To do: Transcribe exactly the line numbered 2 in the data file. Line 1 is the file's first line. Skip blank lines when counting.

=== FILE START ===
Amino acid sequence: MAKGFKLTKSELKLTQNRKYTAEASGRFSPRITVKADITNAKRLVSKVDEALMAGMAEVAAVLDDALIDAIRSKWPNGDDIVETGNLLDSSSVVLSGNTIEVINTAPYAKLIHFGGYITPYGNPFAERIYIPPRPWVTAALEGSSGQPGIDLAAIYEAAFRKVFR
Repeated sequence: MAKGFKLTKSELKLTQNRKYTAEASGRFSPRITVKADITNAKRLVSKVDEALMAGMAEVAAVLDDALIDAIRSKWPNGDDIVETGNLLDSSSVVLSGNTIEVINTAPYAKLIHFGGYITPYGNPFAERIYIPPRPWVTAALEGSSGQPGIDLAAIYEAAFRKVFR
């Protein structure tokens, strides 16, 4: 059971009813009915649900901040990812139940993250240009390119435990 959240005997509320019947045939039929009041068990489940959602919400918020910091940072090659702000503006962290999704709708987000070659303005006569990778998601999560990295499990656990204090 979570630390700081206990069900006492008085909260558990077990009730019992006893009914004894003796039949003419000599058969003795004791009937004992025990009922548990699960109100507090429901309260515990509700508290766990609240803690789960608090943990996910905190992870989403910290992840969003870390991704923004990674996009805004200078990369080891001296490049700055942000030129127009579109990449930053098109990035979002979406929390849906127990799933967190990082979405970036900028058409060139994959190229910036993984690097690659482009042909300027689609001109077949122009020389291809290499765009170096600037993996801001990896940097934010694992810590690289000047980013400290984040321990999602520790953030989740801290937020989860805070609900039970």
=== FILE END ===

Repeated sequence: MAKGFKLTKSELKLTQNRKYTAEASGRFSPRITVKADITNAKRLVSKVDEALMAGMAEVAAVLDDALIDAIRSKWPNGDDIVETGNLLDSSSVVLSGNTIEVINTAPYAKLIHFGGYITPYGNPFAERIYIPPRPWVTAALEGSSGQPGIDLAAIYEAAFRKVFR